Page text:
One of the most striking rooms is the long hall, which is entered through a stone archway and opens onto the lawned frontage. The walls are covered with 17th-century Flemish leather; the silvered leather has a beautifully intricate pattern incorporating images of various fruits and flowers painted in gold. The Miltons actually brought it with them from their previous home. As a rare period piece it too has recently undergone a restorative treatment; it was restitched, cleaned - intriguingly enough - with cotton buds and saliva, and laid out on batons to aid its preservation. The window shutters were closed on sunny days to prevent light damage.
The Seaward rooms are Rosteague's most romantic accommodation. The light and airy bedroom has three windows with views across the lawns to the sea, an antique dressing table, full-length dressing mirror and four-poster bed. The bed is upholstered with Italian silk depicting wildlife and flowers. The Miltons decided to adapt the adjoining bedroom into a large bathroom, complete with a mantelpiece, vintage wallpaper and a free-standing French copper bateau bath, positioned to soak up sea views. Next door is a recently decorated sitting room.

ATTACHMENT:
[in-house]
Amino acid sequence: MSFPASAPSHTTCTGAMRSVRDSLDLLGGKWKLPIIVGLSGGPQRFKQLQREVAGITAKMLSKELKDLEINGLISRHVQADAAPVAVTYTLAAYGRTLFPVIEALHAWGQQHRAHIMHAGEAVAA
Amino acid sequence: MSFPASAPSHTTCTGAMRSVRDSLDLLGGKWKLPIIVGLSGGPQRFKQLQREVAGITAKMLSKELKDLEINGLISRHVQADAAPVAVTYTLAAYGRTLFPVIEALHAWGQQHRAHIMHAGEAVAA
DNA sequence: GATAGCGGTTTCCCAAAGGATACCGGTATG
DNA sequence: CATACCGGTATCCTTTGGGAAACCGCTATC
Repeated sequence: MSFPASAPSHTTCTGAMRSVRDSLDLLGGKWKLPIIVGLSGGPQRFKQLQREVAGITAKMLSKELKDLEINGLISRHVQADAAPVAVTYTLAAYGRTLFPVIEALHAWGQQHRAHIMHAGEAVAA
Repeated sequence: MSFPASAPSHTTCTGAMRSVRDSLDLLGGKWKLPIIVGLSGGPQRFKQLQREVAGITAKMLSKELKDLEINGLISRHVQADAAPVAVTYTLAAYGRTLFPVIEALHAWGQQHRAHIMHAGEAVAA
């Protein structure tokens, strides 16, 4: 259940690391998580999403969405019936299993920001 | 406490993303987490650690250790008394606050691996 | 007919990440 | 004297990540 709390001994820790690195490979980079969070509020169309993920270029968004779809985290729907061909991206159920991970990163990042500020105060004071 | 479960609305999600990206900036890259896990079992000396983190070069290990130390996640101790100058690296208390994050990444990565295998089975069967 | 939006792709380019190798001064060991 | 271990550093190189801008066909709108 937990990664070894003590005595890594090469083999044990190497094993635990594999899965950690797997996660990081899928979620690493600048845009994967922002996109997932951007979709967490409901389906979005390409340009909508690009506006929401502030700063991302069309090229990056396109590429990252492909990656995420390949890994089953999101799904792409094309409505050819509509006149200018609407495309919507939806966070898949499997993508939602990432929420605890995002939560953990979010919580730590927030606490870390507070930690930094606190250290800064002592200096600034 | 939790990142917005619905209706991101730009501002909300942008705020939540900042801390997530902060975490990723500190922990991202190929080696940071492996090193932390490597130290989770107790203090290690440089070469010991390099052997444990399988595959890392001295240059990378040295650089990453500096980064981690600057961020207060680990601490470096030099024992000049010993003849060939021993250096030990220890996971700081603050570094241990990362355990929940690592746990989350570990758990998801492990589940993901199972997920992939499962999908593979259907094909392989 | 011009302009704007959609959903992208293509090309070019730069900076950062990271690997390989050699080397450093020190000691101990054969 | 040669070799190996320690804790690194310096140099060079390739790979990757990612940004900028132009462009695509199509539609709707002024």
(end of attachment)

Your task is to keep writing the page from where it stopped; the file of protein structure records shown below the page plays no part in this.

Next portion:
When the Miltons arrived at Rosteague, the French gardens in particular were in need of extensive work. The bay tree, which stands in the centre of the gardens and serves as a gateway between the two sets of parterres, demanded a huge amount of trimming and shaping, as did the box hedges. Mrs Milton has now carefully designed each of the four parterres to represent the seasons, and planted bulbs accordingly: fresh yellows for spring, pinks for summer, reds and bronzes for autumn and whites for winter. The gardens are now a beautifully kept feature of Rosteague, befitting its history and elegance.www.rosteague.co.uk